Trying to draw females into the franchise before they begin losing their hair, the marketer again is teaming with haircare specialist John Paul Mitchell Systems.
This follows the January launch of Paul Mitchell Rogaine Professional Extra Strength for Men
Paul Mitchell Rogaine Professional for Women, coming in June, is aimed at style-conscious young women who are willing to try to stop the problem before it starts.
"We are positioning this product for a more pro-active, younger target audience that is more interested in taking control over their looks," said Elayne McClaine, senior business manager at Pharmacia & Upjohn.
"Having the Rogaine brand name on a Paul Mitchell product brings legitimacy," said Brenda DuVal, exec VP of John Paul Mitchell Systems.
Pharmacia & Upjohn has lost momentum on its hair-loss brand to Merck & Co.'s Propecia, an oral treatment introduced in 1998.
Figures from IMS Health show prescription Propecia's sales at $66.6 million in 1998. Rogaine, on the market since 1988 and available over the counter since 1996, had sales of $104 million in '98, up 21% according to Information Resources Inc.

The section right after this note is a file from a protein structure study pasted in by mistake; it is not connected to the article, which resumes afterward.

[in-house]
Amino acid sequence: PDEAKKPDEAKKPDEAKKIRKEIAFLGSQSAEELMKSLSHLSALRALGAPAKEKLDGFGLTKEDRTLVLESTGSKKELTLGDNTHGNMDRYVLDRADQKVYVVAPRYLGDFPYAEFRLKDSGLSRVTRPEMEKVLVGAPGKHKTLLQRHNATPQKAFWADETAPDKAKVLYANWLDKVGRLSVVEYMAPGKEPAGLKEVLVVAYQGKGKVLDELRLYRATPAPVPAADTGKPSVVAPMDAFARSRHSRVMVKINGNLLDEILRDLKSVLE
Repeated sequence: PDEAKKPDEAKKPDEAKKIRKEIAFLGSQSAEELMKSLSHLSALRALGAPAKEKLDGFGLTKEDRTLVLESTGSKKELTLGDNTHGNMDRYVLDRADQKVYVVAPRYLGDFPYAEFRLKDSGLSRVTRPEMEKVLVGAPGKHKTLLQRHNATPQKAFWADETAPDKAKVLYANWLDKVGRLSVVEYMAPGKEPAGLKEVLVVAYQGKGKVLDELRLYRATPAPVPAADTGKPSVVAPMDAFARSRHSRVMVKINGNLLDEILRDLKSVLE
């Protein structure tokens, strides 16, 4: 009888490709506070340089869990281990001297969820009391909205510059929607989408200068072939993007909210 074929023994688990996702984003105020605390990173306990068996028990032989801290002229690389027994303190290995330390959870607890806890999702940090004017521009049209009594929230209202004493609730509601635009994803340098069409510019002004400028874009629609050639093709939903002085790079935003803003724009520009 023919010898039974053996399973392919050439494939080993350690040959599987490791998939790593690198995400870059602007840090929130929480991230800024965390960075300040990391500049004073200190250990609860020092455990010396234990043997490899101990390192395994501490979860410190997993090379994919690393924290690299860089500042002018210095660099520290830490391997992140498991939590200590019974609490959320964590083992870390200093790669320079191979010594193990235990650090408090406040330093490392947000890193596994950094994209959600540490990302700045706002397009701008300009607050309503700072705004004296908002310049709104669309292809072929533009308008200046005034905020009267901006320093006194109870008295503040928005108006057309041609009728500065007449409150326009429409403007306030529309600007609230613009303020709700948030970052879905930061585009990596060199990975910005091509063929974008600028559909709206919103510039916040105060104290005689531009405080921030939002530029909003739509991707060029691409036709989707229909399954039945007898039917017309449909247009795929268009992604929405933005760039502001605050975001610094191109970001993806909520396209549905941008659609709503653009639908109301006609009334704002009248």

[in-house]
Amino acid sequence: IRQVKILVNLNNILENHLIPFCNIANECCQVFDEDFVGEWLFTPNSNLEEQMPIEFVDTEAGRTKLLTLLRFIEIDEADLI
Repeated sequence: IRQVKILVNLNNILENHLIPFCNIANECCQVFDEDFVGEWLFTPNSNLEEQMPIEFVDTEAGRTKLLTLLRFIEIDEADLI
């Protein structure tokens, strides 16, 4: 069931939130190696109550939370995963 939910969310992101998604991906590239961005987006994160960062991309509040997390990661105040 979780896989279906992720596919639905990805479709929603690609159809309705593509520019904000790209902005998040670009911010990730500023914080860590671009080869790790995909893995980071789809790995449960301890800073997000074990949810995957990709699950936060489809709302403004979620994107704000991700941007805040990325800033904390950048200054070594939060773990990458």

The new products will be made available for sale at the estimated 90,000 salons where Paul Mitchell products are available.
TV SLATED FOR BOTH PRODUCTS
The two marketers will unveil a national TV, print and radio campaign promoting both the male- and female-targeted products a few weeks after the introduction of the women's line. Jordan McGrath Case & Partners/Euro RSCG, New York, is the agency.
The print ads are expected to use the "Think ahead" tagline the company has used in trade advertising; TV spots are planned to resemble current Paul Mitchell commercials, with company CEO John Paul DeJoria as the spokesman.
Spending was not available. Pharmacia & Upjohn invested $44 million in advertising Rogaine last year, according to Competitive Media Reporting. John Paul Mitchell spent $10 million on all its products.
ENTREE INTO SALONS
For Pharmacia & Upjohn, the marketing venture provides an entree into the salon market, where customers tend to spend freely on haircare products.
"The kind of consumers within [Paul Mitchell's] franchise are people who spend time, energy and money in salons on a regular basis and are prone to address the thinning crisis they may be experiencing in terms of trying to identify the first signs of hair loss," Ms. McClaine said.
Salon customers also tend to follow the advice of their stylists, and the marketers have launched an aggressive effort to try and reach haircare professionals.
The Paul Mitchell Rogaine products are marketed as part of a "complete treatment